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    Dumbledore's Army: Bureaucrats Mistake CFPB for Hogwarts

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    Related Posts - What the Heck Is Happening at the CFPB? (Published: 3 December 2017). 

    VLOG Text:

    Hello, y'all – Another Day, Another Government Agency finding Inspiration in Young Adult Fiction.

    Today, is the 12th of December. I'm Carly Souther, the COO of iTrain OnDemand, and I'm hear to give you a quick breakdown of the ongoing shenanigans at the Consumer Financial Protection Bureau. 

    Last week, I wrote about the struggle for power between CFPB Deputy Director and Trump-appointed Director Mick Mulvaney. About two weeks ago, federal judge Tim Kelly ruled that Mulvaney can lead the Bureau… for now. You can read about that ongoing legal battle in an earlier blog post. 

    Since being named Acting Director, Mulvaney placed a 30-day moratorium on all agency hiring, regulation, rulemaking, and consumer payouts. This freeze means the Bureau's $10M fine against Santander bank for illegal overdraft practices is up in the air, as is the Agency's lawsuit against Navient, a student-loan servicer. There are, of course, dozens of additional enforcement actions that will remain on pause until, at least, the start of the New Year. Nonetheless, Mulvaney insists that he is not attempting to gut the agency.

    This moratorium, as well as Mulvaney's earlier hostility to the CFPB – at one point he co-sponsored legislation that would have led to the agency's abolition - has reportedly infuriated a group of middle-level CFPB bureaucrats, who have gone rogue to form "Dumbledore's Army."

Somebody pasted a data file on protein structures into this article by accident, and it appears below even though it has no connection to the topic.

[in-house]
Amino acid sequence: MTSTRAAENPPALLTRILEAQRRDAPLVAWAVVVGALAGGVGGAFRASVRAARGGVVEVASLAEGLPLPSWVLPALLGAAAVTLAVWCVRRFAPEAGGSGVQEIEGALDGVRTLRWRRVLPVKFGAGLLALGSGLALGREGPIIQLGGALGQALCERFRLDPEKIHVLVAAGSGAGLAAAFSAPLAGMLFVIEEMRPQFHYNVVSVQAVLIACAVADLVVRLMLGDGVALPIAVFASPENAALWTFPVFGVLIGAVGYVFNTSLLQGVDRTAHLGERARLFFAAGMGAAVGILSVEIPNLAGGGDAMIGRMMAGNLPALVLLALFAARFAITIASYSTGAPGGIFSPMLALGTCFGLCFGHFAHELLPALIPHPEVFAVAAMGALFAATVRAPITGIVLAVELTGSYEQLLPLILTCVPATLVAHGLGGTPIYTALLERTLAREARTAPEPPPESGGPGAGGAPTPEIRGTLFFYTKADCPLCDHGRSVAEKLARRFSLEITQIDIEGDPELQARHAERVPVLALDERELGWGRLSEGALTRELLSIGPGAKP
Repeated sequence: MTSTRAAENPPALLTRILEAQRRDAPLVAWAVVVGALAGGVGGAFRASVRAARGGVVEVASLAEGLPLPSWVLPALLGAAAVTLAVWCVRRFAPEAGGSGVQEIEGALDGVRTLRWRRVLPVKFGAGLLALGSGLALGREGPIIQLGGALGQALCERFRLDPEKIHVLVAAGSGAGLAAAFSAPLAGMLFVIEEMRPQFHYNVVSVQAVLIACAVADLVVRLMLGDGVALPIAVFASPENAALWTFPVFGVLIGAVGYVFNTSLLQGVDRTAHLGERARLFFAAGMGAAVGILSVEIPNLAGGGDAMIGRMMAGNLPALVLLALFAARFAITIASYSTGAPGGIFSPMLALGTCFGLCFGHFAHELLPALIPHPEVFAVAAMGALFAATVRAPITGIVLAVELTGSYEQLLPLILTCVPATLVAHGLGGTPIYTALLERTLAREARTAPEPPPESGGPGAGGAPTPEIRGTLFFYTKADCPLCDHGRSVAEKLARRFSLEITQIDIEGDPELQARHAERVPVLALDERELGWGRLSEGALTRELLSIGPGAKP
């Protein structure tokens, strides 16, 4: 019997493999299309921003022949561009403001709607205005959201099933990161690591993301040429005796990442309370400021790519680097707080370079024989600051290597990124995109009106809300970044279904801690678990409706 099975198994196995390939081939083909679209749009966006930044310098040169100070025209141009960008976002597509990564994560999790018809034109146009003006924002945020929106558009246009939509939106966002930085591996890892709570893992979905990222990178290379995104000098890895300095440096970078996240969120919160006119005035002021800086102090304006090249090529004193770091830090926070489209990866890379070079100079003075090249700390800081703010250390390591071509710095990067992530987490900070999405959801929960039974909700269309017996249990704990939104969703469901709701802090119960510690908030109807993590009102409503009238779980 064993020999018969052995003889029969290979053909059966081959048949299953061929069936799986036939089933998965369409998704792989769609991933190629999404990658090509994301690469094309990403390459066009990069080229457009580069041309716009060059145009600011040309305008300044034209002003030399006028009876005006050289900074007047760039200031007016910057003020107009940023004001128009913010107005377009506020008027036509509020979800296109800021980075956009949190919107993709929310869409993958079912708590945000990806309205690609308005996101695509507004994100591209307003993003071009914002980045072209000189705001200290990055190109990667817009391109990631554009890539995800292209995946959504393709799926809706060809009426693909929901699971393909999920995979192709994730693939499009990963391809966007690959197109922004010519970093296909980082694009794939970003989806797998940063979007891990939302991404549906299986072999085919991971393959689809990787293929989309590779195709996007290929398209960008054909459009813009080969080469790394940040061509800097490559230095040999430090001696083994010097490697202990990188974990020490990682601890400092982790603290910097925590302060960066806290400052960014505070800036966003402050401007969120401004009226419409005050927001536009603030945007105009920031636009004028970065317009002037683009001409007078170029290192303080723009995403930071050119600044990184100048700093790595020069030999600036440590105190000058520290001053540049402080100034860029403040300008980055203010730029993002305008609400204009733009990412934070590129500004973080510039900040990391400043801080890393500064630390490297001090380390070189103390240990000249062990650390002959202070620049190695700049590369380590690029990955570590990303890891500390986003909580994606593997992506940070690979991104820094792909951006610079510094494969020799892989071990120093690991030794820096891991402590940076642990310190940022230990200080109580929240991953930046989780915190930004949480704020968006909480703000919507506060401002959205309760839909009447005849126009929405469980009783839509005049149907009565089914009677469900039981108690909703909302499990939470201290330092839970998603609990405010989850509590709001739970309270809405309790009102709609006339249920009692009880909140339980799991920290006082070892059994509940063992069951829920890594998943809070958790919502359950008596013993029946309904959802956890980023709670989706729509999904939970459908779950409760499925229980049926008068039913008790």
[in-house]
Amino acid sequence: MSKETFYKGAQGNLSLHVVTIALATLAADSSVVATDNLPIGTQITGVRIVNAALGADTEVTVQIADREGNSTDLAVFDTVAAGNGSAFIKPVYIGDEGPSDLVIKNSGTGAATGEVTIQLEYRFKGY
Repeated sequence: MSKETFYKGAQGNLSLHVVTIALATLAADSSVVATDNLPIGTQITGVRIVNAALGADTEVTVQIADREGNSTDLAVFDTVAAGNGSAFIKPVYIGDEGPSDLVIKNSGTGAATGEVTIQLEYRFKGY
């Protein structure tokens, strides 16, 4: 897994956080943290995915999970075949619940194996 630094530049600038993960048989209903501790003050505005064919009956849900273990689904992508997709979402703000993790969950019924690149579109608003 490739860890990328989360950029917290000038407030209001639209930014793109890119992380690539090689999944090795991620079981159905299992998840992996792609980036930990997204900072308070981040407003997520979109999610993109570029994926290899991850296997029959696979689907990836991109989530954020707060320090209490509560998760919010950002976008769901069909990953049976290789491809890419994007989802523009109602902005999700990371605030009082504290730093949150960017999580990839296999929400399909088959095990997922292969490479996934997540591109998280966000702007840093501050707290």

The group's name is, of course, an homage to the secret resistance force in the Harry Potter series. In the fifth novel, the young wizards at Hogwarts School of Witchcraft and Wizadry create Dumbledore's Army when their beloved headmaster, Albus Dumbledore, is removed on dubious charges, and replaced by the Ministry of Magic's appointee – Dolores Umbridge. The young heroes form their secret group to defy and undermine the overbearing, power-hungry Umbridge… and, of course, they eventually succeed.

    The New York Times publically outted this insurgency last week, reporting that "[a]n atmosphere of intense anxiety has taken hold, several employees said. In some cases, conversations between staff that used to take place by phone or text now happen almost exclusively in person or through encrypted messaging apps."

    Cause of Action Institution, a conservative group, has since filed a Freedom of Information Act request with the Agency, requesting all communications that contain the words “Dumbledore,” “Dumbledore’s Army,” “Snape,” “Voldemort,” “He-who-shall-not-be-named,” “encrypted message,” or “encrypted messaging.” 

    And, there is a point to this request. One of the main purposes of the CFPB was to promote transparency in consumer protection regulatory actions. If these employees are communicating via encrypted messages then they are violating the Federal Records Act, which requires all work-related messages to be preserved. By actively concealing messages, Dumbledore's Army is undermining the very principle they allegedly hold dear: Government Transparency. These unelected bureaucrats – who are operating on their own authority – think they can do a better job for Americans despite not having any accountable to us - this is the pinnacle of pretention.

    We'll track this Freedom of Information Act request and keep you updated.

    Nevertheless, It will be interesting to see if Dumbledore's Army disbands when President Trump announces a nominee for CFPB Director, which he is expected to do in early 2018. After being confirmed by the Senate, the candidate will serve a 5-year fixed term as the Bureau's Director.

    And I'll leave you will one final odd fact this Monday, the creation of Dumbledore's Army marks the second time in 2017 that disgruntled Democrats and bureaucrats have named movements after children's allegories. You've heard of the Resistance, right? Well, that name comes from the latest Star Wars movie.

    This has been a bizarre year, and if this trend of borrowing from children's stories to define political positions continues, it will only get weirder. 

    If you hear mid-level White House staff banding together as "The Babysitters Club" or climate change advocates referring to themselves as "Captain Planet and the Planeteers" don't be surprised when you didn't read it in The Onion. Unfortunately, it's probably NOT satire. 


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